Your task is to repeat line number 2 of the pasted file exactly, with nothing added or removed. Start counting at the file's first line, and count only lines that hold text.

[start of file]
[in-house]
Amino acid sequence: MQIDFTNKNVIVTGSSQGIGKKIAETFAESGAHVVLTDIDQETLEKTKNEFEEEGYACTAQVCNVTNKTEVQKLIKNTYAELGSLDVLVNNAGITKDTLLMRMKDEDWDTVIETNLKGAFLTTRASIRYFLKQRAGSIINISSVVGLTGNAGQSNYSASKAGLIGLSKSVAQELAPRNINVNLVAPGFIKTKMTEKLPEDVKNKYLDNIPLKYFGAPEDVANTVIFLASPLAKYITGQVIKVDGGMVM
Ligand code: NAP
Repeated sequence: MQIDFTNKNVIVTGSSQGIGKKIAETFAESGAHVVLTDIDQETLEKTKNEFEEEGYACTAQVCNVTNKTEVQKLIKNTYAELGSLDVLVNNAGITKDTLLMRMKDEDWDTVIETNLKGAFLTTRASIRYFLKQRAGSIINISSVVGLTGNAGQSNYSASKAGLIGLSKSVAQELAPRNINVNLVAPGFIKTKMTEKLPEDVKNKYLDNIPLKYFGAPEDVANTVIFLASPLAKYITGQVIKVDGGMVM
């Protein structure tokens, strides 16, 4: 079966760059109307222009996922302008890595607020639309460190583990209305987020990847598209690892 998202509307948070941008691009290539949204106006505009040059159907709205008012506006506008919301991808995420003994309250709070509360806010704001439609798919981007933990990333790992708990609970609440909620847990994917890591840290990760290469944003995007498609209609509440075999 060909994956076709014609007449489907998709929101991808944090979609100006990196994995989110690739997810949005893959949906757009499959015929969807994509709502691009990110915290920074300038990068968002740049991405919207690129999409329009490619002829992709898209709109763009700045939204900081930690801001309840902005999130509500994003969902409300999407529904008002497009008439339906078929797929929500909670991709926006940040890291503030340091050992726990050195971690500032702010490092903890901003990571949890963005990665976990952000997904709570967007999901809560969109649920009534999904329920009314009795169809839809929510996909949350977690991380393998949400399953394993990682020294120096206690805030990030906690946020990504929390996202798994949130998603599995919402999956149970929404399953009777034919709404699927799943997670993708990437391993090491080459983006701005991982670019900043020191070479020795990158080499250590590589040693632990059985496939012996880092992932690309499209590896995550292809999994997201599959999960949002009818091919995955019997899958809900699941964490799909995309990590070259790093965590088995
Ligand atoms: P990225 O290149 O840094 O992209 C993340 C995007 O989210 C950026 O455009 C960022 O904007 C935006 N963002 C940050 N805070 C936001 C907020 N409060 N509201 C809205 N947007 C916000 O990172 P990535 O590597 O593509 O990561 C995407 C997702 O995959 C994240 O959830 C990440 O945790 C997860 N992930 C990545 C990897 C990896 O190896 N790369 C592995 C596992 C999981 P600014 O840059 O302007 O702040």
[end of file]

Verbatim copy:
Amino acid sequence: MQIDFTNKNVIVTGSSQGIGKKIAETFAESGAHVVLTDIDQETLEKTKNEFEEEGYACTAQVCNVTNKTEVQKLIKNTYAELGSLDVLVNNAGITKDTLLMRMKDEDWDTVIETNLKGAFLTTRASIRYFLKQRAGSIINISSVVGLTGNAGQSNYSASKAGLIGLSKSVAQELAPRNINVNLVAPGFIKTKMTEKLPEDVKNKYLDNIPLKYFGAPEDVANTVIFLASPLAKYITGQVIKVDGGMVM